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How To Ship Your Crested Gecko

 Sep 20, 2017

Crested geckos, and other New Caledonian gecko species, are considered some of the most hardy reptiles in the hobby and can be shipped overnight for next day delivery in the right conditions rather safely. When shipping these geckos, their health and safety should always be the top priority. There are several factors to consider before shipping a crested gecko, which include: outside temperatures on both the shipper’s and the recipient's end, delivery time, total time in transit, and potential for delays. This article will cover what we believe to be the best practices when shipping live geckos.

​Both UPS and FedEx will handle “live harmless reptile” shipments. FedEx tends to be more popularly used given that there are a few

third party companies that you can use for purchasing shipping labels, such as Ship Your Reptiles. Here are the packaging guidelines that FedEx requires for all Live Harmless Reptile shipments:

 
  • The animal should be placed inside an inner container such as a deli container with a lid secured by tape, rubber bands or staples, or for snakes, a cloth bag tightly sealed using the fold-over method.

  • Fill any voids with packing peanuts, crumpled newspaper or shredded paper on all sides of the inner container.

  • Sturdy outer box (200 lb. burst strength, single-wall) sealed on all non-adhered seams in an ‘H’ pattern with minimum 2" wide pressure-sensitive packing tape.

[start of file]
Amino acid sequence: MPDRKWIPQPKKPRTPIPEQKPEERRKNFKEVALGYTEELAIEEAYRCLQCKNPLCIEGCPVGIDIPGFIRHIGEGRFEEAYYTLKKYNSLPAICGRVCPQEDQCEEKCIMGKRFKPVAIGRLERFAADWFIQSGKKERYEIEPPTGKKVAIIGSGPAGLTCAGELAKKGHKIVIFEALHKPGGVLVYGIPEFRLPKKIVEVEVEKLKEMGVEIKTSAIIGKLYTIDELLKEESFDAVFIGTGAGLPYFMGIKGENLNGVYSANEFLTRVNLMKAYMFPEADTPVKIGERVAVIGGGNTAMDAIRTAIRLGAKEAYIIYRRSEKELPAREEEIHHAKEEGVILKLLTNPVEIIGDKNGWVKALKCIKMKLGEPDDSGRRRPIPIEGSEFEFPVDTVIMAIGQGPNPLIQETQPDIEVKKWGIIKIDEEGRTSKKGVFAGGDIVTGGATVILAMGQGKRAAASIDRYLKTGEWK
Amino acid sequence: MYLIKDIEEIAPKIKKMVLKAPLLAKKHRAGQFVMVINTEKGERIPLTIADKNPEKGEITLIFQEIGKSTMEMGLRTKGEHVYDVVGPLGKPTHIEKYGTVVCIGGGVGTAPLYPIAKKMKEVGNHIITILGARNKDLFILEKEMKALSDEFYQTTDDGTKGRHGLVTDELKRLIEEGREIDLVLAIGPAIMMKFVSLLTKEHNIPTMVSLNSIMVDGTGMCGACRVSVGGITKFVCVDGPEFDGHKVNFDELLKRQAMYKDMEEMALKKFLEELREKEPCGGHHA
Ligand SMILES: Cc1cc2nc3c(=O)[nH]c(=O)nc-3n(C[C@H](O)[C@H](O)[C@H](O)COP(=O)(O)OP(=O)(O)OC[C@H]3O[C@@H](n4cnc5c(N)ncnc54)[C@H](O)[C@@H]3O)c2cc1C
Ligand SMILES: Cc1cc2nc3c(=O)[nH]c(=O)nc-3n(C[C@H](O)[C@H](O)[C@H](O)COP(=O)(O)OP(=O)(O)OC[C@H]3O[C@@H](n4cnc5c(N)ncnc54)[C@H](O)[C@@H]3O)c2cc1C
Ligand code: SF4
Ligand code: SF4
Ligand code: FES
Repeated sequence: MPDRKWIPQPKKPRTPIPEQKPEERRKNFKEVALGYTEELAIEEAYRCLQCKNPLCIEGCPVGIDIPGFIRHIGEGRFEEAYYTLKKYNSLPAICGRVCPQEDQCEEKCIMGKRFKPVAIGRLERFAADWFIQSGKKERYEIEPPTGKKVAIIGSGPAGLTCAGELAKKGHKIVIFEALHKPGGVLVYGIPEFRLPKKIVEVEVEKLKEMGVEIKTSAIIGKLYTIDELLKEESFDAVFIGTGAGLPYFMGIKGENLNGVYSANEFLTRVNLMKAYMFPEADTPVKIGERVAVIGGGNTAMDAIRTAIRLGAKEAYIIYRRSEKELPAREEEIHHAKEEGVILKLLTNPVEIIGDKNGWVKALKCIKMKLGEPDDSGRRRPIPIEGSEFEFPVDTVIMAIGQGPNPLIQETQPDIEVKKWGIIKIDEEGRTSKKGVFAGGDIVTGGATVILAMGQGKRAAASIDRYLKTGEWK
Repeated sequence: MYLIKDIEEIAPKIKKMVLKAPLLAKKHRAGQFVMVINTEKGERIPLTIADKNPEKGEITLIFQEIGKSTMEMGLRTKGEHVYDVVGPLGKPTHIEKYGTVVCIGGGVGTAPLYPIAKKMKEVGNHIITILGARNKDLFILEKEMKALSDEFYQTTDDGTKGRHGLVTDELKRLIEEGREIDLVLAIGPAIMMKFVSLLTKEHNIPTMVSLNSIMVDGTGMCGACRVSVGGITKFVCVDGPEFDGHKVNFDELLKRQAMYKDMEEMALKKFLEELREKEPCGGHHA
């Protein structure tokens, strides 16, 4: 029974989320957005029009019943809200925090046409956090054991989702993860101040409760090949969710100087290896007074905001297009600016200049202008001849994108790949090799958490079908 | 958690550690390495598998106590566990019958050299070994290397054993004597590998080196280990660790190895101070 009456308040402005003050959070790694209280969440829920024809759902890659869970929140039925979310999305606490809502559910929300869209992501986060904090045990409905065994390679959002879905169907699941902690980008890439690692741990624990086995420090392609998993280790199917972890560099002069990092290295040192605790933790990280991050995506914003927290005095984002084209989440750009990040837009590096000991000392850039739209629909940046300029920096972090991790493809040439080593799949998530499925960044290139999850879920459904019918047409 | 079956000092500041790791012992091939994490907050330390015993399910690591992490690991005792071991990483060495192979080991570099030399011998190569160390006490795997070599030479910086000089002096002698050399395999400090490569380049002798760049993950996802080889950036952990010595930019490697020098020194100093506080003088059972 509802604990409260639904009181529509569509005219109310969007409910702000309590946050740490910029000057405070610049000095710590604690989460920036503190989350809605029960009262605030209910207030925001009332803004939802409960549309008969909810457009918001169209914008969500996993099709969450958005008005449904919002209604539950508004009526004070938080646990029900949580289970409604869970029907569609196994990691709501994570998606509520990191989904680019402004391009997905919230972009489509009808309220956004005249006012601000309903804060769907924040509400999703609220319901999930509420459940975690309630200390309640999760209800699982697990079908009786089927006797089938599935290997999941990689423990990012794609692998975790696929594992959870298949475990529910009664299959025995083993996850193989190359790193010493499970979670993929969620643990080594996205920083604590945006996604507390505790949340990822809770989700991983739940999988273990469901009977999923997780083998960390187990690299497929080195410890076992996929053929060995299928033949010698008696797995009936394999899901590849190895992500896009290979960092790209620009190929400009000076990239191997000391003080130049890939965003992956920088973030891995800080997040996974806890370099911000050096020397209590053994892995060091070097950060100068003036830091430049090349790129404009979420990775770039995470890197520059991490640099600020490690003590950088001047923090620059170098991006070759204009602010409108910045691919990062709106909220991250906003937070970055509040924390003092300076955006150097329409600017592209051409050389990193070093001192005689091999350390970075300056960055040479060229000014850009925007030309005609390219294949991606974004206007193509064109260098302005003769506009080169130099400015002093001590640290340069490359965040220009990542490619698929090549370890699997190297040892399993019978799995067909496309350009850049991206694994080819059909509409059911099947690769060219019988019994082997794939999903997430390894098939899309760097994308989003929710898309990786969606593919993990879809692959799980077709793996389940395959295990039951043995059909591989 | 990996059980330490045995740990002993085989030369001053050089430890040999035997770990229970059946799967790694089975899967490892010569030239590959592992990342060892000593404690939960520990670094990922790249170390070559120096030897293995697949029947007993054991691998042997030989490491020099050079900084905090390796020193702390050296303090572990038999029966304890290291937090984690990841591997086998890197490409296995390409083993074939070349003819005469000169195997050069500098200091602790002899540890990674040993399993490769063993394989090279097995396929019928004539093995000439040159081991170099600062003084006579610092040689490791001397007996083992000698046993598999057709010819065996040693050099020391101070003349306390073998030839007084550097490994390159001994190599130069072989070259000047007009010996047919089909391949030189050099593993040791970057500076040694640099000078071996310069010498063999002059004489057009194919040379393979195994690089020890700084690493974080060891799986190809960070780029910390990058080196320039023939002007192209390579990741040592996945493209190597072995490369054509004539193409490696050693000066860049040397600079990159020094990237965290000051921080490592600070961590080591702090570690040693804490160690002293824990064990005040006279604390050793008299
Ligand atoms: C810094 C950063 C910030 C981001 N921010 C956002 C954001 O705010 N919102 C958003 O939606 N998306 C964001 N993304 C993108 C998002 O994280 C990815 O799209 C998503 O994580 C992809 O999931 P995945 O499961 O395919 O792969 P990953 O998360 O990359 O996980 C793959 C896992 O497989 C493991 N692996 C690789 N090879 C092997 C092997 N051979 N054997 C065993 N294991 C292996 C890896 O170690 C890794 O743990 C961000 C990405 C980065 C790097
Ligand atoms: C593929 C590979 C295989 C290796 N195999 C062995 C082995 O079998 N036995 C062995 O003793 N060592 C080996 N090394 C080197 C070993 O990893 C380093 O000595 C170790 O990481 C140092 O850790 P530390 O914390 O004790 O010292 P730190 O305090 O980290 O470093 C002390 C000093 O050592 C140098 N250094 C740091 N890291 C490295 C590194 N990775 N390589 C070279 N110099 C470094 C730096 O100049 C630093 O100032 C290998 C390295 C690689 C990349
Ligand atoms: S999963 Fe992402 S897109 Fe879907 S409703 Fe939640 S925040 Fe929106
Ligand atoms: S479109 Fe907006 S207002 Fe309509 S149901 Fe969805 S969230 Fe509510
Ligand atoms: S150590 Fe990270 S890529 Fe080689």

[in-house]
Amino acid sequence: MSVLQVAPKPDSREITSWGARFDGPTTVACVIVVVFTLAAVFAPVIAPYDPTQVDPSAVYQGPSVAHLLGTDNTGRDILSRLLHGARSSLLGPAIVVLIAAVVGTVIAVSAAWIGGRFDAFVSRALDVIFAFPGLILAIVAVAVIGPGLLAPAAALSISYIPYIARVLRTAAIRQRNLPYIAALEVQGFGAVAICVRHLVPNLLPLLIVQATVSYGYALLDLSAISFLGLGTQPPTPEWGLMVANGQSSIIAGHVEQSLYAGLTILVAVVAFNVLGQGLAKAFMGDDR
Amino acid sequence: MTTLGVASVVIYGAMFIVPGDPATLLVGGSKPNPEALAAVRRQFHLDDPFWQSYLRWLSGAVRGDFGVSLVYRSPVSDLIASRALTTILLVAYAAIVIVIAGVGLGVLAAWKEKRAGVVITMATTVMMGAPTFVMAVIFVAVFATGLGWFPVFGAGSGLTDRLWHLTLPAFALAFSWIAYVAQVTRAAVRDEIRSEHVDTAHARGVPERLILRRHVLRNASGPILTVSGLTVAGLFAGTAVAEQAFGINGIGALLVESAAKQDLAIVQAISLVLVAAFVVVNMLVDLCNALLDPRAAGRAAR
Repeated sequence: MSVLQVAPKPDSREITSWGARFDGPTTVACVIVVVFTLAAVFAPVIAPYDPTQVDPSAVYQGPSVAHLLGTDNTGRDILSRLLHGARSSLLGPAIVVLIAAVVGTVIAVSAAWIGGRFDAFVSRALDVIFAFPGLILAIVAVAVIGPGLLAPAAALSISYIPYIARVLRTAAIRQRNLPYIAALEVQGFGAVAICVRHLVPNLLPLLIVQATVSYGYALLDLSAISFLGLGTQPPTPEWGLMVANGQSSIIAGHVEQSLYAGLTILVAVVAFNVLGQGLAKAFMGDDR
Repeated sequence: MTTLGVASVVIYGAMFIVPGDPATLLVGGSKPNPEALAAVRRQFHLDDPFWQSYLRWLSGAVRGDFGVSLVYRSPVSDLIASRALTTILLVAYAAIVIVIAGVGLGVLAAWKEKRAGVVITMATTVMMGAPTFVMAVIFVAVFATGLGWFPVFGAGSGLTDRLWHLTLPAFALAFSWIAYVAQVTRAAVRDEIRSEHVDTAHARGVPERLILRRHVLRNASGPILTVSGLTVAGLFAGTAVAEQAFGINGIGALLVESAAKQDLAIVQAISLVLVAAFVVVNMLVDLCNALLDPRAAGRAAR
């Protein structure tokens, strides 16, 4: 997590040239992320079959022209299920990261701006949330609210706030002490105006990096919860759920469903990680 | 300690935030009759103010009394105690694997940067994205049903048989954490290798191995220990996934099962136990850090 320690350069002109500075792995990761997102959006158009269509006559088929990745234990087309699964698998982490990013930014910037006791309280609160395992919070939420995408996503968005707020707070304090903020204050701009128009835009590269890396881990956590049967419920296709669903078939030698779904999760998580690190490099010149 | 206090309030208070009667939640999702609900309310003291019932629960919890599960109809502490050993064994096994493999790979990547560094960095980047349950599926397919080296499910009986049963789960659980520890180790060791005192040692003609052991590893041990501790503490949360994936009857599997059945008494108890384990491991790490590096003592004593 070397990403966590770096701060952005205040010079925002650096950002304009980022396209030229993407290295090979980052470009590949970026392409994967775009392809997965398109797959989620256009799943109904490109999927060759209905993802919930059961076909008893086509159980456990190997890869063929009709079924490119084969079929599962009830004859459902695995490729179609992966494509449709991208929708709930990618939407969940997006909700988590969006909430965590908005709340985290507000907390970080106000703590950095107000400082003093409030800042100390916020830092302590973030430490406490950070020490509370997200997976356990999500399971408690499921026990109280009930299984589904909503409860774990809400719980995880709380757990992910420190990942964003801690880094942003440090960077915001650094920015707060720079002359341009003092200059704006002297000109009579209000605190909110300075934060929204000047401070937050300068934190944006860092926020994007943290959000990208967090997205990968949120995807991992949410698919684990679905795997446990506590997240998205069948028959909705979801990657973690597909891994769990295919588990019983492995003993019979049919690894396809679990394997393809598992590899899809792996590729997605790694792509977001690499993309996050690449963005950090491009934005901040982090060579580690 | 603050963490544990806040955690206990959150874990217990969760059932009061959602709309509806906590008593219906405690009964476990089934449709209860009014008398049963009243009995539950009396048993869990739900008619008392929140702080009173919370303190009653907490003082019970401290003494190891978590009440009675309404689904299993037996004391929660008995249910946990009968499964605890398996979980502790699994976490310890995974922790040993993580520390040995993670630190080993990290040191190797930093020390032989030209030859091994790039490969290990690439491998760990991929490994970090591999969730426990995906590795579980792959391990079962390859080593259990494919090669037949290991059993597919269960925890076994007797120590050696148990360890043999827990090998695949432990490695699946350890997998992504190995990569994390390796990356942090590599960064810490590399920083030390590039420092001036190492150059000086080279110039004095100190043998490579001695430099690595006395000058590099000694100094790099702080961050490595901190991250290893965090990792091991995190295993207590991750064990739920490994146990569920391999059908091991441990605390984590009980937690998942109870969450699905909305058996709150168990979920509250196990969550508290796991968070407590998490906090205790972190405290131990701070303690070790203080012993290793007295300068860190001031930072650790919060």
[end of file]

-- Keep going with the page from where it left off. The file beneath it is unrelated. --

• Clearly label the outer packaging “Live Harmless Reptile” on

  • 2 sides of the box.

  • Place shipping label on the top of the box (this will help dictate the appropriate orientation of the package

In addition to these requirements, packaging must be approved and tested by the carrier for structural integrity. You can bypass the testing by ordering pre approved foam insulated boxes HERE.

 

 

Shipping Weather

The outside temperatures should be the biggest deciding factor when choosing a safe shipping and delivery day. Crested, and other Rhacodactylus related species, are unique in that they thrive in cooler temperatures compared to other reptiles. We consider 35-80 F a suitable range for either the origin or destination. If the temperature range happens to be colder than 35 F or hotter than 80 F, particularly on the recipient’s end, then consider holding off until better weather. If the weather isn’t favorable in your area, consider dropping the package off directly at the FedEx Ship Center that serves your area to reduce the amount of time the package on a truck and subjected to the hot or cold temps.

It is important to understand that not all FedEx locations will accept reptile shipments. In fact, most FedEx Office, Authorized Ship Centers, or other privately owned (not owned and operated by FedEx) shipping supplies store/drop off sites can refuse live animal shipments. This applies to UPS as well. UPS Customer Centers are owned by UPS. These locations, FedEx Ship Centers and UPS Customer Centers, are where packages are sorted and loaded onto delivery vehicles. Reptile shipments can also be held for pick up at these locations, which greatly reduces the time the animal is in transit and potentially subjected to less than ideal temperatures while on a delivery vehicle. The delivery time for these locations is typically very early in the morning, and often guaranteed by 10:30am.

 

Delivery Times

Checking what time the package will arrive at the destination address is a good idea. The delivery time can be calculated before a label is created by going to the FedEx or UPS website. For most of the US, FedEx Priority Overnight packages are delivered by 10:30am. Rural areas may get deliveries guaranteed by 12pm or by 4:30pm. For example:  If the delivery time happens to be by 4:30pm, and temperatures are expected to reach 90 F, it would not be safe to ship.

 

Potential for Delays